“BEES!” Adamm yelled. “You’re surrounded by bees!”
This did not compute. I’ve been up and down the Oshawa Creek a thousand times and never once encountered a bee nest. But soon it dawned on me that I was burning in other places now and the bees were all over me. I realized with horror what was happening.
“AUGH! One of them got me!” Adamm cried out.
“Run! Back the way we came!” Staff in hand I ran like Gandalf leading the Fellowship out of Moria, fleeing the Balrog. Only we soon found out that we had run off the trail, and the bees were still following us. I opened up my shirt and one flew right out, having stung me a couple of times on my chest.
“This way!” I yelled, leading Adamm further away and hoping the evil little buggers would give up their chase. In time we found the path again and took a break. The first aid kit came in handy as I used the alcohol rubs to clean the only serious injury Adamm suffered, a single sting to the ear. He got very minor stings to his ankles, but the added layers he had in socks and pants seemed to have negated most of that.
Remember what I said to Adamm about my shorts and short sleeve shirt being a mistake? Yeah, frickin BEES were not on my list of concerns when I said that, but all too valid in this circumstance. Adamm’s clothing protected him well, thankfully, and the ear was the only sting that stood out for him.
I, on the other hand, ended up with at least four stings on my legs, two on my left arm, one on my right (which swelled up as big as a golf ball for a while), a few on my chest under my shirt, one under my arm pit, and one on my eye.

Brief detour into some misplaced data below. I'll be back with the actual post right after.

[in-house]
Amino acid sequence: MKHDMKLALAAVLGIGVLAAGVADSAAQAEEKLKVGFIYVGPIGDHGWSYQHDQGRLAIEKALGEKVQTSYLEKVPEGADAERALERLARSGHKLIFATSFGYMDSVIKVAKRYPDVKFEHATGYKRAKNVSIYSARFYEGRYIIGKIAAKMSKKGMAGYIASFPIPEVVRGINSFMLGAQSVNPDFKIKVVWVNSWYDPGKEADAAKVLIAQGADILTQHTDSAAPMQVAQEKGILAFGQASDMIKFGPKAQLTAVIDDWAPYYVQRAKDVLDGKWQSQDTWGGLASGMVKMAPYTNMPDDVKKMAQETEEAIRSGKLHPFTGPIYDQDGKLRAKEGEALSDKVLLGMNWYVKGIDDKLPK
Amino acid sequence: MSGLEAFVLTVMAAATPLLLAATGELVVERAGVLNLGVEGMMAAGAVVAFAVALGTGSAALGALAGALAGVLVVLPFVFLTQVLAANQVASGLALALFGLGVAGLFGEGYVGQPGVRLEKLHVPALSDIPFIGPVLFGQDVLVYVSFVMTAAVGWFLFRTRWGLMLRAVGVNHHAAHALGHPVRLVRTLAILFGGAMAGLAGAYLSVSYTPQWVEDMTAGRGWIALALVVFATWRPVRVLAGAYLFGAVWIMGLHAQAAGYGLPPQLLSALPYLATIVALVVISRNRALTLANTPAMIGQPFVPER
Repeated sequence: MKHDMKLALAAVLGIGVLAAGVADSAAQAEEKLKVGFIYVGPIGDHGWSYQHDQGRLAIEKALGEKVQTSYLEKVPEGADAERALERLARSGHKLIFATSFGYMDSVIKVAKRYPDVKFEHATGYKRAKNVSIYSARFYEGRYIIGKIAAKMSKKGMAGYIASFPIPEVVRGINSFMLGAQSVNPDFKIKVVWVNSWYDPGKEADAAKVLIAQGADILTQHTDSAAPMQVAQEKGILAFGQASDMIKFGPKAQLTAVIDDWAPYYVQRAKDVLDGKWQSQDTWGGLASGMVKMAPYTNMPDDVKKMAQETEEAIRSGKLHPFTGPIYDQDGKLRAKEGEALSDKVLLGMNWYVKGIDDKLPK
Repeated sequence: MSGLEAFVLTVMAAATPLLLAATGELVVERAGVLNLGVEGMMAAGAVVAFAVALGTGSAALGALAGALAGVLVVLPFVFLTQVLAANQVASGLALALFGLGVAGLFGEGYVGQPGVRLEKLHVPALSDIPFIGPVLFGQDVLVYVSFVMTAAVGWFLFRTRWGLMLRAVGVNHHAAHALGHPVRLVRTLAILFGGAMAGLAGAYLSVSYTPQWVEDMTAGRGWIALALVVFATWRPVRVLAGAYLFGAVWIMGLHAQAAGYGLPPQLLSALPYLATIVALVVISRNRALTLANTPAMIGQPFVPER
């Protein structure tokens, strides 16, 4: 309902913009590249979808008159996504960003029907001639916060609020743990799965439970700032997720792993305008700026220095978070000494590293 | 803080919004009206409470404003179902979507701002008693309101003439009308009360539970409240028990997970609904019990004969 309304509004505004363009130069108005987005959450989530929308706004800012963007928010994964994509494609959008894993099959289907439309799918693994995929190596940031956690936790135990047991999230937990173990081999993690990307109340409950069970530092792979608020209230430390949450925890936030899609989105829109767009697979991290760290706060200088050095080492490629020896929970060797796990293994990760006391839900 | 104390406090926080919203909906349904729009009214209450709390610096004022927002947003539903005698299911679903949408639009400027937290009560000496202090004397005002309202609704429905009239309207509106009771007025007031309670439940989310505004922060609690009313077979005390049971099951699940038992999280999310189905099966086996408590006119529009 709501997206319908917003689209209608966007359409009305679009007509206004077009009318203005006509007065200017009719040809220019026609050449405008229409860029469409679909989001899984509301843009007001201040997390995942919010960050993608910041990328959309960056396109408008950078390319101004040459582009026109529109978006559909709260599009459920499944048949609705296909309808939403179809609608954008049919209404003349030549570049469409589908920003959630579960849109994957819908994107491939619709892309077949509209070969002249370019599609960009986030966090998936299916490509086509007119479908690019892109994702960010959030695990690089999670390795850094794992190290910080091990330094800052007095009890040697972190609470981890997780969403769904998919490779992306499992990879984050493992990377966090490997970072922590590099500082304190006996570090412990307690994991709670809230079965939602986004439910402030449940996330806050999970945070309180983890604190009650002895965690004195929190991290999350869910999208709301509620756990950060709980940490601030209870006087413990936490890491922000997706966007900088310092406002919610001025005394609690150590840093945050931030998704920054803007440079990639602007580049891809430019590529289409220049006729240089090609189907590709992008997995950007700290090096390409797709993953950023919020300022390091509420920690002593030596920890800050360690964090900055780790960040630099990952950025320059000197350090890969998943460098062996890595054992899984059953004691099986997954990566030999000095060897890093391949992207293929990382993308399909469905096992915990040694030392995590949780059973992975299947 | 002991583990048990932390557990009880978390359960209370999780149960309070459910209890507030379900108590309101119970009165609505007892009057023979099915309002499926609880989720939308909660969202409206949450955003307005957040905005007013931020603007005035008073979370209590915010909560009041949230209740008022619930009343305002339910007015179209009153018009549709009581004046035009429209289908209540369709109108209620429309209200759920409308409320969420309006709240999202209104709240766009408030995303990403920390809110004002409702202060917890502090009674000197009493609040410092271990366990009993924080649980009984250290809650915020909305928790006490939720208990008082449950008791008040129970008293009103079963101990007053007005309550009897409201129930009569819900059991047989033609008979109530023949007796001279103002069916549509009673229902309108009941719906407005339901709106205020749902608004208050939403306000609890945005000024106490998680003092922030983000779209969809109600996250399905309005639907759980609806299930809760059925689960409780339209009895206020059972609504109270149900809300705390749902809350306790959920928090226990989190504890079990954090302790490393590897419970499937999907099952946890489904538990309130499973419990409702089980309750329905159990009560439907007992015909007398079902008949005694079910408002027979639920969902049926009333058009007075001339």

We escaped the bees but we agreed that we were done for the day. We hiked back to civilization on the wrong side of the creek, high up along the bluffs where the fence to the Oshawa airport is. In time we found streets again and knew it wouldn’t be long before we found our way to Rossland, which would lead us back home. My glasses were a loss. I probably got stung a half dozen times more because I had stuck around to try and get them.
No doubt they are now mounted over their nest as a trophy, and a warning to others.
The incident left Adamm gun-shy of every flying bug we saw. Most of the time they were something different, ladybug, grasshopper, whatever, but at one point a bee appeared in front of us. I raised my staff and yelled at it as it flew away.
“EFF YOU, BEE!”
A few seconds later, I noticed Adamm looked both amused and horrified. He broke out laughing, but I didn’t understand why.
It turned out that as we were walking along these streets, a nice old grandmotherly lady was sitting out on the porch with her daughter, and had just waved at us pleasantly. This was at the exact moment I had waved my stick in her direction yelling “EFF YOU, BEE!”
Yeah, picture that from her perspective for a bit.
Adamm and I couldn’t even move for a while, we were laughing so hard. This was around the time that we realized it wasn’t bees that had stung us but wasps. Not that it made much of a difference.
It was a terrible end to what had started as a great day. Thank God neither of us was allergic to wasp stings. In fact, we were both kind of surprised as to how little they hurt after the first few minutes. They felt more like really aggravated mosquito bites from mosquitoes on steroids. We’d both been lead to believe by Hollywood that they’d hurt a lot more and swell up more, even if we weren’t allergic. By all rights, my face should have looked like Quasimodo before we left the forest, but even now, hours later, it just feels slightly stingy/burny.
While it was a disastrous end to the day, at the same time it was a rather cool one as well. Adamm handled himself like a pro, cool under fire, and made it home like a trooper.
I just hope this incident doesn’t sour him to the whole hiking the creek experience!
(Some other pics of Adamm during our hike… before it became a retreat)